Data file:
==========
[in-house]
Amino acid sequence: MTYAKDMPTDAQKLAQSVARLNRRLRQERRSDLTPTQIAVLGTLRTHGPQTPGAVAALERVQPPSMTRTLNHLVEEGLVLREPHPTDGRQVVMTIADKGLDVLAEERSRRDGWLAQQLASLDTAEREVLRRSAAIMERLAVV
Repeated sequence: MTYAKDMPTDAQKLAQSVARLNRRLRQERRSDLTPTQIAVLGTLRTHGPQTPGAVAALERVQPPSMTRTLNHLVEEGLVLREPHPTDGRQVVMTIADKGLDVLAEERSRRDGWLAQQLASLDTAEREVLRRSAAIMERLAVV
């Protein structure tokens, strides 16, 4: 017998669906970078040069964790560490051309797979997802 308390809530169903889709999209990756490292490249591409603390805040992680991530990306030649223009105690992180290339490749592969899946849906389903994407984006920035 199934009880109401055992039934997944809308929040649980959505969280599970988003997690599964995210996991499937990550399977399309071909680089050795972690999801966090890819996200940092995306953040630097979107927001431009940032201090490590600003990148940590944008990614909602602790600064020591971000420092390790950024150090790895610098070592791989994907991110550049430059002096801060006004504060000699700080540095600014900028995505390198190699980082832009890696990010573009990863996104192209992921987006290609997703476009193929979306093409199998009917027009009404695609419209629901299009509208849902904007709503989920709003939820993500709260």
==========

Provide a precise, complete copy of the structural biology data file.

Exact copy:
[in-house]
Amino acid sequence: MTYAKDMPTDAQKLAQSVARLNRRLRQERRSDLTPTQIAVLGTLRTHGPQTPGAVAALERVQPPSMTRTLNHLVEEGLVLREPHPTDGRQVVMTIADKGLDVLAEERSRRDGWLAQQLASLDTAEREVLRRSAAIMERLAVV
Repeated sequence: MTYAKDMPTDAQKLAQSVARLNRRLRQERRSDLTPTQIAVLGTLRTHGPQTPGAVAALERVQPPSMTRTLNHLVEEGLVLREPHPTDGRQVVMTIADKGLDVLAEERSRRDGWLAQQLASLDTAEREVLRRSAAIMERLAVV
């Protein structure tokens, strides 16, 4: 017998669906970078040069964790560490051309797979997802 308390809530169903889709999209990756490292490249591409603390805040992680991530990306030649223009105690992180290339490749592969899946849906389903994407984006920035 199934009880109401055992039934997944809308929040649980959505969280599970988003997690599964995210996991499937990550399977399309071909680089050795972690999801966090890819996200940092995306953040630097979107927001431009940032201090490590600003990148940590944008990614909602602790600064020591971000420092390790950024150090790895610098070592791989994907991110550049430059002096801060006004504060000699700080540095600014900028995505390198190699980082832009890696990010573009990863996104192209992921987006290609997703476009193929979306093409199998009917027009009404695609419209629901299009509208849902904007709503989920709003939820993500709260």